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11 hours ago, LoooSeR said:

 

 

@LostCosmonaut

Are mechanical assisted loading mechanisms/mechanised ammoracks a thing in this universe?

 

Not really, there's some limited mechanical assitance (i.e. to ram the round forward once you put it in the breech), but getting the ammunition from the rack to the gun is still done by hand.

 

The obvious exception is if you have a self contained autoloader. Won't work for large rounds, but there's historical precedent for autoloading 75mm guns in this timeframe;

6a1af0218cda80dbf3f9ca3193d15c44.jpg

 

This does have the limit that you can't select the ammo type, less capacity, added weight, etc.

 

 

 

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I’ve been meaning to ask this, but how do I calculate propellant mass for my shell? I have a desired velocity I want to achieve, but have no idea how to calculate anything with the data I have. Any suggestions? 

 

Thanks in advance, Lord James. 

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2 hours ago, Lord_James said:

I’ve been meaning to ask this, but how do I calculate propellant mass for my shell? I have a desired velocity I want to achieve, but have no idea how to calculate anything with the data I have. Any suggestions? 

 

Thanks in advance, Lord James. 

A hacky way is to use the available energy density of the propellant in a known gun/cartridge combination and scale accordingly. It won't be completely accurate but you'll get within a few percent.

 

Tank designer also has some propellant energy density stuff that it then does arcane calculations with to estimate a velocity for a given shell diameter/shell weight/tube length combo.

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3 hours ago, Jeeps_Guns_Tanks said:

I wonder if you could put the stats into something like steel panthers and run some tests on the tanks... 

 

I've been using the Tank archives penetration calculator (in DeMarre mode) with the nearest known gun as a reference. However, the results differ wildly across different nations, ie: my 80mm gun gets 116mm penetration on the flat at 500m using the D-5-T, but 135mm using kwk 36. And thats using the 'normalised' comparative data from Wikipedia.

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2 hours ago, Toxn said:

I've been using the Tank archives penetration calculator (in DeMarre mode) with the nearest known gun as a reference. However, the results differ wildly across different nations, ie: my 80mm gun gets 116mm penetration on the flat at 500m using the D-5-T, but 135mm using kwk 36. And thats using the 'normalised' comparative data from Wikipedia.

Well IIRC the PzGr 39 was actually a very good shell against unsloped armor, while the BR-365 was uncapped and had a larger filler cavity, reducing its penetration. Try DeMarre-ing similar shell designs from different guns, say PzGr 39 from the KWK 36 and KWK 40.

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I don't think that I'll be able to deliver a proper entry this time around, but I'll probably try to at least refine my mockup so that I've got something pretty to post that's in the spirit of this competition.  I've also got to wonder if I'm partly to blame for the sudden trend of rear turreted light tanks with starship-esque turrets (with mine itself just being a copy of the Teledyne expeditionary tank). 🤔🤔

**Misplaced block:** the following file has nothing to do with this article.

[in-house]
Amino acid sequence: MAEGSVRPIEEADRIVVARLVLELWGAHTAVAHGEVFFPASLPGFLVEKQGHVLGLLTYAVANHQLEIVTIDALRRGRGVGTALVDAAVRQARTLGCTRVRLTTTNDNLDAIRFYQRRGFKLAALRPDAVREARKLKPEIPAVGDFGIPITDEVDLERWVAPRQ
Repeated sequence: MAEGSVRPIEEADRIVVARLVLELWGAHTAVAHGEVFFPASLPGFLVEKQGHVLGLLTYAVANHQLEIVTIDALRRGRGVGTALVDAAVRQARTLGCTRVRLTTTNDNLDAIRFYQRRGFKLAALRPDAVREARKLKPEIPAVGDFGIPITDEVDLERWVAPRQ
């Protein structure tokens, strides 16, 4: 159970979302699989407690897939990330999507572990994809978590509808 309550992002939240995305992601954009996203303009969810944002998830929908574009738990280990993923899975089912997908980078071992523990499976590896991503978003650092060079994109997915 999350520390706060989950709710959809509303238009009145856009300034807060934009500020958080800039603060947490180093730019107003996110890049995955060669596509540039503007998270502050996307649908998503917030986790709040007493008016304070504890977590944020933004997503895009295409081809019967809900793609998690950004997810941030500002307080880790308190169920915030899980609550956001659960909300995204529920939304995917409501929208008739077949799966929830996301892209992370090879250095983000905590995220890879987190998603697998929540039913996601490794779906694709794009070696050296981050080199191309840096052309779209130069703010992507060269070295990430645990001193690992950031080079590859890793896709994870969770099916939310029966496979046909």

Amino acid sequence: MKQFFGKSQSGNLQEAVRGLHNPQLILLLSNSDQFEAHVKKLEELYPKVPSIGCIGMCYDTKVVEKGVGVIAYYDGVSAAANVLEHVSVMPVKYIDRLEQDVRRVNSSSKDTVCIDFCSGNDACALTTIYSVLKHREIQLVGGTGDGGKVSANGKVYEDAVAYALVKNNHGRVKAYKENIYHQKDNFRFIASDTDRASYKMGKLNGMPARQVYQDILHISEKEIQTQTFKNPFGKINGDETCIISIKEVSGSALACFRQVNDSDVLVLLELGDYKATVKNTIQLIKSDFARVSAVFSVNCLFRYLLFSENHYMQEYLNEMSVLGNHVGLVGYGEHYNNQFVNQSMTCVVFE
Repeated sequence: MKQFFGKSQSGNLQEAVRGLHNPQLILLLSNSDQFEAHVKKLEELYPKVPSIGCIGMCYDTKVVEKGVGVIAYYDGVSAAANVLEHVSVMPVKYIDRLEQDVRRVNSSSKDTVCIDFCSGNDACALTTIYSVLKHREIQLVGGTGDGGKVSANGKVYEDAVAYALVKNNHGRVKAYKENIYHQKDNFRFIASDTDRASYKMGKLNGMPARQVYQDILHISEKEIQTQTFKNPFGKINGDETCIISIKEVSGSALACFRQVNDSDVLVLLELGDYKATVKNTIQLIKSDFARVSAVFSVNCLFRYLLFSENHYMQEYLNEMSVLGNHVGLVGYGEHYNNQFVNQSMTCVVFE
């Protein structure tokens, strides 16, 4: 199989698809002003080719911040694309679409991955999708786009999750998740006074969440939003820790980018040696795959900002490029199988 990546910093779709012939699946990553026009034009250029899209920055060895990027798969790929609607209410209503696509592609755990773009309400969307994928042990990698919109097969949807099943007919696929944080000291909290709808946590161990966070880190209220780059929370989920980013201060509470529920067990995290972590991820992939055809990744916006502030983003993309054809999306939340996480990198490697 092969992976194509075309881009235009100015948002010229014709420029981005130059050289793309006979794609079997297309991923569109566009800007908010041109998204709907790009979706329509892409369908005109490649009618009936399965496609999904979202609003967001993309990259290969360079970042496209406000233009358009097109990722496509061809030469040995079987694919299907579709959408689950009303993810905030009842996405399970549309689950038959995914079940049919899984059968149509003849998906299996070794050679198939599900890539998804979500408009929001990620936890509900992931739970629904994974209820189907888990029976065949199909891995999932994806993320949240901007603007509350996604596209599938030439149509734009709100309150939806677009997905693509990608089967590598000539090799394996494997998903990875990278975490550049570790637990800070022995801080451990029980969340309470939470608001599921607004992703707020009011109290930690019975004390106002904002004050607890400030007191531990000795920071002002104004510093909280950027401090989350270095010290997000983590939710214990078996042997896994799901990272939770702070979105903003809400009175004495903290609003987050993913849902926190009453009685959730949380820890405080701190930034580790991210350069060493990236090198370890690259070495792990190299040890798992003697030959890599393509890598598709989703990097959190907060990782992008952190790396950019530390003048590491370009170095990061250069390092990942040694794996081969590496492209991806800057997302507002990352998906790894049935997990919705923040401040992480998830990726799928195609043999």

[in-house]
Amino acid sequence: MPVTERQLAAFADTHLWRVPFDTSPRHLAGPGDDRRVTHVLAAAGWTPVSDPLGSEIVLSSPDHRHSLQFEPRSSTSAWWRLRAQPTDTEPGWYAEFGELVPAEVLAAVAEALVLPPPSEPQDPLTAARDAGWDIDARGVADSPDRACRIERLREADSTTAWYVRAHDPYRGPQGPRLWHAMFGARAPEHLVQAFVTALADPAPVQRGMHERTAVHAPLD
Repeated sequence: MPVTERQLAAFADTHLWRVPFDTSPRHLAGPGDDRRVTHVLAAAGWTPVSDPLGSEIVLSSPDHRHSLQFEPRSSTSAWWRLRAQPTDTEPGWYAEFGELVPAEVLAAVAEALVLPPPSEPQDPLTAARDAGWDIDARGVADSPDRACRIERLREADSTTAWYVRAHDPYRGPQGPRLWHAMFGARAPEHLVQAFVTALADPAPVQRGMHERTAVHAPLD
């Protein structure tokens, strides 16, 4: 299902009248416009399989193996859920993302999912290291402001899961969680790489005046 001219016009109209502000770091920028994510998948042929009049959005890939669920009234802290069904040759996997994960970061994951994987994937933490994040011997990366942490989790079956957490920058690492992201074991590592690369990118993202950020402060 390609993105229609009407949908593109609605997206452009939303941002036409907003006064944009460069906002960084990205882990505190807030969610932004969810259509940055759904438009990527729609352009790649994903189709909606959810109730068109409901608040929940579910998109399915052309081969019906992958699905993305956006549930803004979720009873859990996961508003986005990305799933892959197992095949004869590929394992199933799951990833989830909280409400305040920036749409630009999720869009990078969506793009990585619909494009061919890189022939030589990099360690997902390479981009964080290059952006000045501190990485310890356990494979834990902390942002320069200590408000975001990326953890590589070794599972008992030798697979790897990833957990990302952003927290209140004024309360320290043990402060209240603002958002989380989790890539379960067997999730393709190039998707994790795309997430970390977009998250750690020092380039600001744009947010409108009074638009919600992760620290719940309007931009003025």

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1 hour ago, N-L-M said:

Well IIRC the PzGr 39 was actually a very good shell against unsloped armor, while the BR-365 was uncapped and had a larger filler cavity, reducing its penetration. Try DeMarre-ing similar shell designs from different guns, say PzGr 39 from the KWK 36 and KWK 40.

Shell construction definitely plays a part, yes.

 

My main point here was more to point out that penetration values will differ significantly depending on your assumptions going in, and for us not to put too much emphasis into them beyond giving a general indication of the potential of the gun. I should also really put my money where my mouth is and round my own penetration figures off to reflect this as well...

 

Edit: I should also note that when checking my 80mm design I used all of the following guns as DeMarre references: 76mm F-34, 85mm ZIS-S-53, 75mm M3, 90mm M3, 75mm KwK 40, 88mm KwK 36. Then I did the scientific thing and... took the one that looked better for my submission.

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19 minutes ago, ApplesauceBandit said:

I don't think that I'll be able to deliver a proper entry this time around, but I'll probably try to at least refine my mockup so that I've got something pretty to post that's in the spirit of this competition.  I've also got to wonder if I'm partly to blame for the sudden trend of rear turreted light tanks with starship-esque turrets (with mine itself just being a copy of the Teledyne expeditionary tank). 🤔🤔

I think we're all prone to outbreaks of cleft turret syndrome...

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10 hours ago, Lord_James said:

I’ve been meaning to ask this, but how do I calculate propellant mass for my shell? I have a desired velocity I want to achieve, but have no idea how to calculate anything with the data I have. Any suggestions? 

 

Thanks in advance, Lord James. 

 

You can actually use the Powley computer to do this. Just remember that a grain is 1/7000th of a pound. Override the pressure computer and use 45500 CUP.